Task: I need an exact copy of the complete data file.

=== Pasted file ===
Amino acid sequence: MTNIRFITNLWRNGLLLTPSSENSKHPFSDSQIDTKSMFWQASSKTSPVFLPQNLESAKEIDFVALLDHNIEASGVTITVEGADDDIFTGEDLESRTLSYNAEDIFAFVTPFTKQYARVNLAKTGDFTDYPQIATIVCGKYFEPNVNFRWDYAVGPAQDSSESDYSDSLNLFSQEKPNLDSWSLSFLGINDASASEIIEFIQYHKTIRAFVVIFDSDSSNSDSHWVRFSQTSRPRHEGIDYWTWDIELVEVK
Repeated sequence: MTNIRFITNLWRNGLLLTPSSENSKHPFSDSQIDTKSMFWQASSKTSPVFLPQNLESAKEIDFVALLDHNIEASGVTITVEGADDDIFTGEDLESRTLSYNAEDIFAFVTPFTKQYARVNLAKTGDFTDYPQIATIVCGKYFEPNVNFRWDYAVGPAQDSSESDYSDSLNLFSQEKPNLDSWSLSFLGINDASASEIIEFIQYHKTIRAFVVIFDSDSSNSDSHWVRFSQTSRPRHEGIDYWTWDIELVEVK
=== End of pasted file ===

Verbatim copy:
Amino acid sequence: MTNIRFITNLWRNGLLLTPSSENSKHPFSDSQIDTKSMFWQASSKTSPVFLPQNLESAKEIDFVALLDHNIEASGVTITVEGADDDIFTGEDLESRTLSYNAEDIFAFVTPFTKQYARVNLAKTGDFTDYPQIATIVCGKYFEPNVNFRWDYAVGPAQDSSESDYSDSLNLFSQEKPNLDSWSLSFLGINDASASEIIEFIQYHKTIRAFVVIFDSDSSNSDSHWVRFSQTSRPRHEGIDYWTWDIELVEVK
Repeated sequence: MTNIRFITNLWRNGLLLTPSSENSKHPFSDSQIDTKSMFWQASSKTSPVFLPQNLESAKEIDFVALLDHNIEASGVTITVEGADDDIFTGEDLESRTLSYNAEDIFAFVTPFTKQYARVNLAKTGDFTDYPQIATIVCGKYFEPNVNFRWDYAVGPAQDSSESDYSDSLNLFSQEKPNLDSWSLSFLGINDASASEIIEFIQYHKTIRAFVVIFDSDSSNSDSHWVRFSQTSRPRHEGIDYWTWDIELVEVK